How to limit access to Perl programs

I have a bunch of Perl programs sitting in a directory under my website root. Some I wrote for learning and testing Perl, while some are actually used on the website. I’ve noticed that someone unauthorized is running those Perl programs because I get email from the ones in which I was learning about sendmail. I’m guessing that someone stumbled onto this directory by guessing the most obvious name for CGI programs, and running the programs listed in their browser window to see what they can learn.

What’s the standard practice for protecting this directory from hacking attempts. I was thinking that a simple fix would be to put in a little index.htm file in the directory to prevent listing the contents in browser, although that listing has been helpful for me at times. Are there pass wording solutions or file permission settings that I should be using?

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The index.html file, or changing the directory listing settings via .htaccess, is not really any protection at all in this circumstance because, as you noticed, the files can still be run.

The perfect way to deal with your situation is to employ apache authentication for the directory housing the files. This can be done manually from the shell, or “automagically” via the Control Panel -> Goodies -> htaccess/Webdav screen. If using the Control Panel, make sure only to set the password/user info for .htaccess and not make the directory a Webdav dir. :wink:

Once done, not only is listing prevented, but also running the scripts is prevented until the proper username/password is entered from the browser (once per session). Good Luck!


If I used .htaccess, then wouldn’t you get a authenification challenge when accessing any of the scripts in the directory from links on my pages? Like, in the nav bar, there is Search Publications. If you clicked on that, you’d have to know the password to search?

A problem I see is when you even hover the mouse over the publications, you see the whole path to the, then you might think about going one step up the tree and see what else there is in there that will run. There’s nothing there that can do any damage I think, but I’d better check. I was thinking an index.htm at least would prevent a listing of all the possible files to try some mischief with. With a index.htm, you’d have to guess at the file names. You would probably be correct if you guessed or some of the script names out of some of the popular text books, but it would make it harder. I could also chmod -x all the script versions that are not currently being used.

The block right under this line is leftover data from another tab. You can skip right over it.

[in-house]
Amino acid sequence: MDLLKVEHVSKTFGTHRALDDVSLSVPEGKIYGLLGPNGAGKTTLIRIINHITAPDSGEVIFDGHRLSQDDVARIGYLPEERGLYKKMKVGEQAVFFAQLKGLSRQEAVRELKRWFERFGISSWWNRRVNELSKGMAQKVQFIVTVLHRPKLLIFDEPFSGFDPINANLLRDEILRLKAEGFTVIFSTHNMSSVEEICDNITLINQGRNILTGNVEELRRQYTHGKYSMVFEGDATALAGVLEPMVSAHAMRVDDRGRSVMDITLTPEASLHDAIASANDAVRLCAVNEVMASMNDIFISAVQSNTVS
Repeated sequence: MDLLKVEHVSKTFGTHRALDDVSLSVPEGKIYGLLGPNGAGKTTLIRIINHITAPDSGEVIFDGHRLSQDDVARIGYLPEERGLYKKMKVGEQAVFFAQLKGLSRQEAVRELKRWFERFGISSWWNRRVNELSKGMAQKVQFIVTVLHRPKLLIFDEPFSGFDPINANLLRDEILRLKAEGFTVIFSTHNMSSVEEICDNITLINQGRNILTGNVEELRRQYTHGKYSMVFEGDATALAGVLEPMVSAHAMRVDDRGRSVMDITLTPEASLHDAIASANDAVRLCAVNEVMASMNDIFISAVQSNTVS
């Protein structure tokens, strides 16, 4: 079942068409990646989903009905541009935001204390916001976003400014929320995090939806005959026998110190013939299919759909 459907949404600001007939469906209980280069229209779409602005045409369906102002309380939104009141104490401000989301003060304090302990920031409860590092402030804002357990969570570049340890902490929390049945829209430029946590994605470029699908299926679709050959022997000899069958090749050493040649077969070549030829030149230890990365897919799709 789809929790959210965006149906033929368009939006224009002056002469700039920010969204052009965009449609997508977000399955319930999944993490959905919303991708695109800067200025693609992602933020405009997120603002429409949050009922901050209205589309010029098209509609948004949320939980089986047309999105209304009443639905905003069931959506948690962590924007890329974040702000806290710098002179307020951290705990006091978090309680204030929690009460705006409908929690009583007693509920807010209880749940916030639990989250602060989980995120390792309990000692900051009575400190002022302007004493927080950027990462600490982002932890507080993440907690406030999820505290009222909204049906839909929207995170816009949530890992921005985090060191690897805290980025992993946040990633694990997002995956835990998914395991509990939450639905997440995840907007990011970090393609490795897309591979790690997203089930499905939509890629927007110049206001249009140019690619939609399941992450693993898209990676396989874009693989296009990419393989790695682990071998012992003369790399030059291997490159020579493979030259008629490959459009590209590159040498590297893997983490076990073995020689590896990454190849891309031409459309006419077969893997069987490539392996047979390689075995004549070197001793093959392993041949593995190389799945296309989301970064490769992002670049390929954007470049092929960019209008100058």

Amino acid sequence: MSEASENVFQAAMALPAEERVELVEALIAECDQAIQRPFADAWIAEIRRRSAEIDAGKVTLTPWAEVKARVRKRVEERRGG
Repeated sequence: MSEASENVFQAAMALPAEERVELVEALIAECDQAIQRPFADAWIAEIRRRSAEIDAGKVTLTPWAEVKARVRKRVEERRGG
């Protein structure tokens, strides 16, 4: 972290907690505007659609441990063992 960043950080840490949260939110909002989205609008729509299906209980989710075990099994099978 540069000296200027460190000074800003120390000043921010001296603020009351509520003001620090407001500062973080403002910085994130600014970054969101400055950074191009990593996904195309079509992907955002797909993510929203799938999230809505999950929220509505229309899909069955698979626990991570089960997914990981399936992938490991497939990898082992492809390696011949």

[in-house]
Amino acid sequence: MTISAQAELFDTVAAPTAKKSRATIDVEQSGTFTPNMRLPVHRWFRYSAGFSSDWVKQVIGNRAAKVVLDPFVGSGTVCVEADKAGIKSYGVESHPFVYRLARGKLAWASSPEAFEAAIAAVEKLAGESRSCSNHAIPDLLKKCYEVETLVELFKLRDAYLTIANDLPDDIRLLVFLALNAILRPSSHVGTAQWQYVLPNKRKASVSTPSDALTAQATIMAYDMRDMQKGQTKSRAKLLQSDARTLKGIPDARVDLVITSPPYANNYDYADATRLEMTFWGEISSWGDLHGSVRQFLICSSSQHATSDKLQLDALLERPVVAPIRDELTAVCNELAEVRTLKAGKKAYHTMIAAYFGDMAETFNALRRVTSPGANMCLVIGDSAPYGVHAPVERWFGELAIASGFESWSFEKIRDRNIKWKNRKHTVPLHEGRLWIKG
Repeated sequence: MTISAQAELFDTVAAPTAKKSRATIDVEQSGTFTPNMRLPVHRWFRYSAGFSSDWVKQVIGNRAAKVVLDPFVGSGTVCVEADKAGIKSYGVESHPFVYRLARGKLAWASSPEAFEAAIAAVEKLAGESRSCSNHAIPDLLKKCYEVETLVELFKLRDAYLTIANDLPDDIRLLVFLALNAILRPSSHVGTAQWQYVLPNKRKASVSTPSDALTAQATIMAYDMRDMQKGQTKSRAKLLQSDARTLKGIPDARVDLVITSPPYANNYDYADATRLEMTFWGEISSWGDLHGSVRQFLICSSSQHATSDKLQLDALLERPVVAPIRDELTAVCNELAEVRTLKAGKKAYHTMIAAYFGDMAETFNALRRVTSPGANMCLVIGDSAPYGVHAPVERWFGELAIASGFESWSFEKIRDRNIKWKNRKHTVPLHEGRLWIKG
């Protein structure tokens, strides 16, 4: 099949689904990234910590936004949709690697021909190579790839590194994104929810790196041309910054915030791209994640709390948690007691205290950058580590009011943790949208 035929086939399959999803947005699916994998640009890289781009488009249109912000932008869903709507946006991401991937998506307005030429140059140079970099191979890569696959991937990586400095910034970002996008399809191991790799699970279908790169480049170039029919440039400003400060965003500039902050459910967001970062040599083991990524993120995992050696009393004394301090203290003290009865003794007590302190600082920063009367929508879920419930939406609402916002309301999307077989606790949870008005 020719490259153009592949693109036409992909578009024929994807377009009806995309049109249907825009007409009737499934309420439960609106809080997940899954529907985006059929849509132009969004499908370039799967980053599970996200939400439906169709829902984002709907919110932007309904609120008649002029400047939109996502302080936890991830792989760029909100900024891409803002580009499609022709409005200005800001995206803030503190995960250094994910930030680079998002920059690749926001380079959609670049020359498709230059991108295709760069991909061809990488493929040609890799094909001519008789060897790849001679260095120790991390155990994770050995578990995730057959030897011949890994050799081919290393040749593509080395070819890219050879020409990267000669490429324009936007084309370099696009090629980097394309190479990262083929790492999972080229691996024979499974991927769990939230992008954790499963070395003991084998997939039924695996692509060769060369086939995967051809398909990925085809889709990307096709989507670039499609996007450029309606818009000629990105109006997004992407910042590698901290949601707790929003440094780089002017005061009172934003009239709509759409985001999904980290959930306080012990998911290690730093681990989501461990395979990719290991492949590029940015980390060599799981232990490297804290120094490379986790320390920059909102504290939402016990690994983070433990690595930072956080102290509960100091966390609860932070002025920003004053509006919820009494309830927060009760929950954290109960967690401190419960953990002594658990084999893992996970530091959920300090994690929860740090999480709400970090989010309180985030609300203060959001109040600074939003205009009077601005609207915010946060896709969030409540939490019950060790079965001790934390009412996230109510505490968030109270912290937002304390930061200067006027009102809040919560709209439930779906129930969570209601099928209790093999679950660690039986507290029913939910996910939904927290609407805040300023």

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Yes, you would…but I guess I misunderstood your statement about not wanting “unauthorized” running of the scripts (I assumed that you wanted to protect them from being run by the general public). Unless you want to test for the authorized status of a user before running the script, .apache authentication is probably not what you want to use.

So, if I understand better now what you are asking, you don’t so much want to prevent the “public” from running some of the scripts, just certain of the (ones not linked from your site?). Is that correct?


Yes, that’s pretty much it. I’d like my website to run seamlessly between pages that are html and the html links that call some perl program. Maybe I need to be more organized and keep test and training scripts in some other directory. Do most folks avoid such obvious directory names as cgi-bin? Is this a security problem in itself?

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Actually, that is what I do myself, and what I suggest you consider. :wink: . Other wise, I supposes there is some “security by obscurity” aspect of just suppressing the directory listing, but not much point to that, IMHO. People will browse “up-tree” as you pointed out, and that can put one, albeit a small one, obstacle to running those “test” scripts in their path.

Of course, you can always just suppress the directory listing by placing an .htaccess file containing the directive:

Options -Indexes

into that directory, but using an index.html gives you a little more flexibility (for instance, you could put a meta refresh line into the index.html file to immediately re-direct them to you home page!).

I think that is very much a matter of personal opinion. On DreamHost, you don’t really need a cgi-bin, though it does make it easier sometimes to install packages that expect certain thngs to be in a “cgi-bin” directory (you don’t have to edit as much code to change paths and all). :wink:

That said, I don’t think there is anything inherently “unsafe” about having a commonly named directory - just make sure all the permission for you directories and files are set with necessary security in mind. Again, the “security by obscurity” concept is what we are talking about here, and I just don’t think there is enough advantage in that to make it worth doing, though YMMV!